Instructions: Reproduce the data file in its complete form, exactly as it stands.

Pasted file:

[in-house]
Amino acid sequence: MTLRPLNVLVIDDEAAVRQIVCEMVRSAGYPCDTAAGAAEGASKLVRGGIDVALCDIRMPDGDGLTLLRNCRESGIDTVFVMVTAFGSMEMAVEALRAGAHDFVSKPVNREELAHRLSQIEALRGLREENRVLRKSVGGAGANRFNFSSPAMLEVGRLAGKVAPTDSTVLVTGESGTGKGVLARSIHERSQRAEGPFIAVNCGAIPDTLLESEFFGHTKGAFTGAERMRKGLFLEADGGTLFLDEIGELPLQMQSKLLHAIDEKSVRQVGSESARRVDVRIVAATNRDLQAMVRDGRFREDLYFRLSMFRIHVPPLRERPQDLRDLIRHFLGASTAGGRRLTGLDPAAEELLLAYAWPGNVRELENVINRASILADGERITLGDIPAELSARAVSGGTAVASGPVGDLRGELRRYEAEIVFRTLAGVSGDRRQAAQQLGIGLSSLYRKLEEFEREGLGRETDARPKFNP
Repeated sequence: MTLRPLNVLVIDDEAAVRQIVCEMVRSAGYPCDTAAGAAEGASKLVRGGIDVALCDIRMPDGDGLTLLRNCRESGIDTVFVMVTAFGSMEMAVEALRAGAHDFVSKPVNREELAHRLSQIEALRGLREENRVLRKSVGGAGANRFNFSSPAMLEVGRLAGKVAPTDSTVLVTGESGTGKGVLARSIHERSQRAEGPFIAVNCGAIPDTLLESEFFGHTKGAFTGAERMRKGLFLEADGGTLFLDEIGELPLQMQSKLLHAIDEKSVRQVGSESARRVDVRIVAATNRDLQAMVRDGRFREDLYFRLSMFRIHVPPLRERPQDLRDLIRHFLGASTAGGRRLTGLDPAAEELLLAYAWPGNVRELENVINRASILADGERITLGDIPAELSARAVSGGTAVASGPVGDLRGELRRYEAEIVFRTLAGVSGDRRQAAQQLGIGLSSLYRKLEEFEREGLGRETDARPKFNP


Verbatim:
[in-house]
Amino acid sequence: MTLRPLNVLVIDDEAAVRQIVCEMVRSAGYPCDTAAGAAEGASKLVRGGIDVALCDIRMPDGDGLTLLRNCRESGIDTVFVMVTAFGSMEMAVEALRAGAHDFVSKPVNREELAHRLSQIEALRGLREENRVLRKSVGGAGANRFNFSSPAMLEVGRLAGKVAPTDSTVLVTGESGTGKGVLARSIHERSQRAEGPFIAVNCGAIPDTLLESEFFGHTKGAFTGAERMRKGLFLEADGGTLFLDEIGELPLQMQSKLLHAIDEKSVRQVGSESARRVDVRIVAATNRDLQAMVRDGRFREDLYFRLSMFRIHVPPLRERPQDLRDLIRHFLGASTAGGRRLTGLDPAAEELLLAYAWPGNVRELENVINRASILADGERITLGDIPAELSARAVSGGTAVASGPVGDLRGELRRYEAEIVFRTLAGVSGDRRQAAQQLGIGLSSLYRKLEEFEREGLGRETDARPKFNP
Repeated sequence: MTLRPLNVLVIDDEAAVRQIVCEMVRSAGYPCDTAAGAAEGASKLVRGGIDVALCDIRMPDGDGLTLLRNCRESGIDTVFVMVTAFGSMEMAVEALRAGAHDFVSKPVNREELAHRLSQIEALRGLREENRVLRKSVGGAGANRFNFSSPAMLEVGRLAGKVAPTDSTVLVTGESGTGKGVLARSIHERSQRAEGPFIAVNCGAIPDTLLESEFFGHTKGAFTGAERMRKGLFLEADGGTLFLDEIGELPLQMQSKLLHAIDEKSVRQVGSESARRVDVRIVAATNRDLQAMVRDGRFREDLYFRLSMFRIHVPPLRERPQDLRDLIRHFLGASTAGGRRLTGLDPAAEELLLAYAWPGNVRELENVINRASILADGERITLGDIPAELSARAVSGGTAVASGPVGDLRGELRRYEAEIVFRTLAGVSGDRRQAAQQLGIGLSSLYRKLEEFEREGLGRETDARPKFNP